In addition to releasing its final "advanced communications services" accessibility rules this weekend (which requires accessibility of VoIP, texting, and video chat on a wide range of devices and communication services, as I discussed earlier here), the FCC also released its Report and Order (available here) requiring certain non-interconnected VoIP providers (including both two-way and one-way VoIP services) to register with the FCC and contribute to the Telecommunications Relay Services (TRS) Fund, similar to how telecommunications carriers and interconnected VoIP providers currently do. The requirement is significant, in that it further extends the FCC's reach to IP-based services that have been historically free from regulatory oversight.
In general, the new rules only apply to providers that offer non-interconnected VoIP:
(1) on a stand-alone basis for a fee; or
(2) offered with other non-VoIP services (such as on multi-purpose devices) that generate end-user revenue but only if (i) the non-interconnected VoIP service is also available on a stand-alone basis, or (ii) the non-VoIP services are available without the non-interconnected VoIP service feature at a discounted price.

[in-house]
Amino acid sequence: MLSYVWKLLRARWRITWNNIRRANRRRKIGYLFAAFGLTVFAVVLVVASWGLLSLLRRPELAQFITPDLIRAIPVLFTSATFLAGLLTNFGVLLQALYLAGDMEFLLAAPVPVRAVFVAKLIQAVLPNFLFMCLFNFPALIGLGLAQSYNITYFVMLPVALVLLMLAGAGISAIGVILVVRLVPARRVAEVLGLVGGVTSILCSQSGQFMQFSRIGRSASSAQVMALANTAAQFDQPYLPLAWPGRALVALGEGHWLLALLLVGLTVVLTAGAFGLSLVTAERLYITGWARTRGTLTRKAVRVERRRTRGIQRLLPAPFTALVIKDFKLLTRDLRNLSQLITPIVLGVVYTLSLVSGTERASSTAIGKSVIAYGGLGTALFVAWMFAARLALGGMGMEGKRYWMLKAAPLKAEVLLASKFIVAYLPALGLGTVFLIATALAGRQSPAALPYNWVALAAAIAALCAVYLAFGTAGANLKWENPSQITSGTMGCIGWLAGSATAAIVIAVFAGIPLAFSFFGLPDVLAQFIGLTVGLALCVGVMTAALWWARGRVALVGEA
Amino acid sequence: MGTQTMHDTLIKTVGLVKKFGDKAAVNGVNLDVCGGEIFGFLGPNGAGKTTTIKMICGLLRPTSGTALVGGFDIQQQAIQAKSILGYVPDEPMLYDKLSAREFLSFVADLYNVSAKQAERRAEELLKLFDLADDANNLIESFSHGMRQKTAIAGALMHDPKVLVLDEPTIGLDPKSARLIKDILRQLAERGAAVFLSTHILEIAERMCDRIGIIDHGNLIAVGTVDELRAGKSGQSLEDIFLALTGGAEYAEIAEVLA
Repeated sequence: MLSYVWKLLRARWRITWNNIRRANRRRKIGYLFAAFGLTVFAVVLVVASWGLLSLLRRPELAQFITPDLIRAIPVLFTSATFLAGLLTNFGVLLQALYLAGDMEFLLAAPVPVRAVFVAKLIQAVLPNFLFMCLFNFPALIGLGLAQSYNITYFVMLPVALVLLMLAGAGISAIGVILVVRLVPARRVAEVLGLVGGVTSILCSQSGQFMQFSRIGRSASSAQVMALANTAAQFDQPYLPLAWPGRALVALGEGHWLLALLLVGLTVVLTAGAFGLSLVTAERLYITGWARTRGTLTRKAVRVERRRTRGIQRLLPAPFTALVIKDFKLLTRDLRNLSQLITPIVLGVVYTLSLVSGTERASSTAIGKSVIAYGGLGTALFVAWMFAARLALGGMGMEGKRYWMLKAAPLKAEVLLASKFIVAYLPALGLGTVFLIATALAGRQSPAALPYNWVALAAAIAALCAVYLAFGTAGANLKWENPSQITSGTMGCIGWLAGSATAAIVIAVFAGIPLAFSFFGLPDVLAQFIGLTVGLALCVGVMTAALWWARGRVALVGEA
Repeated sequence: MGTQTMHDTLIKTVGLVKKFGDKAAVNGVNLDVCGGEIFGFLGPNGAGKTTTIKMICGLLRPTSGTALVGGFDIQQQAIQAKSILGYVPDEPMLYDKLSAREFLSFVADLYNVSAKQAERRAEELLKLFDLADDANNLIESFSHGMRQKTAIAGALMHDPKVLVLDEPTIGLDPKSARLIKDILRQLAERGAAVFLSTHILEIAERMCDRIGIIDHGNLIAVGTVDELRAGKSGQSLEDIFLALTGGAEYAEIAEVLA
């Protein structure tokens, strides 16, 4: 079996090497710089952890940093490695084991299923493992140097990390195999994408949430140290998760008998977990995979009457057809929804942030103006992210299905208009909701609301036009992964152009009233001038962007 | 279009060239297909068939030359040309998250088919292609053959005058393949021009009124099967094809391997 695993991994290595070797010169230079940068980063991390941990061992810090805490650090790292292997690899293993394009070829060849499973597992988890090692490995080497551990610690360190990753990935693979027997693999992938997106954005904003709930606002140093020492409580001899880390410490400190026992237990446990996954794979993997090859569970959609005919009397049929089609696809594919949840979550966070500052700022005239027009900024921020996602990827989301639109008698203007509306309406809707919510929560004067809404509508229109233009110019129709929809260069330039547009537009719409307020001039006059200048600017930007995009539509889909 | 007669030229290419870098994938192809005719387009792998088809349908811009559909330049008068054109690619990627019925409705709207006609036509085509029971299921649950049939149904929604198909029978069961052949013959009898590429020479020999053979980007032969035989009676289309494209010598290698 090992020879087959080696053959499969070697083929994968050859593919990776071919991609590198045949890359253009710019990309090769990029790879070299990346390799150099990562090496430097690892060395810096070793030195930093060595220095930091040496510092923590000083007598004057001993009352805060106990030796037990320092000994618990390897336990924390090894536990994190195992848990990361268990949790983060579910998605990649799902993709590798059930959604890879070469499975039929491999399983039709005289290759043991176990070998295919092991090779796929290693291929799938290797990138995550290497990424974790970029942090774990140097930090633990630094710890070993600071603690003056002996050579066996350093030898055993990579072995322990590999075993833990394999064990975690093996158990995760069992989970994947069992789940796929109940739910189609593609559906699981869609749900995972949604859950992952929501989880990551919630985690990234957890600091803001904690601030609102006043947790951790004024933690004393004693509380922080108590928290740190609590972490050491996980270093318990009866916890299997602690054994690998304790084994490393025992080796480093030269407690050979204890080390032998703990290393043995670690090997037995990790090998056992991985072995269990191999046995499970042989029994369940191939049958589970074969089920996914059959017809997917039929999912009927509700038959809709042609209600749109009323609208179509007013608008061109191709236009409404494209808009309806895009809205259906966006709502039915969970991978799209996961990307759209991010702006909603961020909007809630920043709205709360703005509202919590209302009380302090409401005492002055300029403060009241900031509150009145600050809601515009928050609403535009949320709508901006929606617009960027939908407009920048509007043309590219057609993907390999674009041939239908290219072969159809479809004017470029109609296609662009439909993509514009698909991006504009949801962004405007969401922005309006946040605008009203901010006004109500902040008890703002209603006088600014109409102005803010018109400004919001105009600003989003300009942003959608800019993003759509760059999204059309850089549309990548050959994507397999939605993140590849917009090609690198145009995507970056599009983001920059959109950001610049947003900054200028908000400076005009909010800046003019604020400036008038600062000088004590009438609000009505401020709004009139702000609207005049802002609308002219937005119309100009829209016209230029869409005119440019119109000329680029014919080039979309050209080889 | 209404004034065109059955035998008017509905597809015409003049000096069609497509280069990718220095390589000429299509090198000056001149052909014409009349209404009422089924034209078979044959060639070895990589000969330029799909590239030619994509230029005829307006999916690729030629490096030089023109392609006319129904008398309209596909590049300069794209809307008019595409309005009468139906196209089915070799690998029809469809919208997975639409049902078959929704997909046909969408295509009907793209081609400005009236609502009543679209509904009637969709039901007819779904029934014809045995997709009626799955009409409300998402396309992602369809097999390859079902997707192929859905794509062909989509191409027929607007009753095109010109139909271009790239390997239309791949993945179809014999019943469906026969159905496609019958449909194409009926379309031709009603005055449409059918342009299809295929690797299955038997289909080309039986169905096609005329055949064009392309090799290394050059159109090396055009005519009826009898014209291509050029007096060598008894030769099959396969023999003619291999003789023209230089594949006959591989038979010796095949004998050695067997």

Consequently, all other non-interconnected VoIP providers are not required to register with the FCC or contribute to the TRS fund.
Registration involves submitting an FCC Form 499-A to the Commission by December 31, 2011, and includes obtaining an FCC registration number (which is straightforward) and designating a District of Columbia agent for service of process. While this deadline may seem far away, note that the Form 499-A, in its current form, consists of 45 pages of instructions and forms.
Funding requires an annual revenue reports to the Commission (again, using the Form 499-A), with the first report due April 1, 2012, and then annually thereafter. Non-interconnected VoIP providers may follow the same approach to reporting revenue as interconnected VoIP providers, meaning, such entities may report their interstate revenue based on actual revenue, a traffic study, or the 64.9 percent safe harbor rate.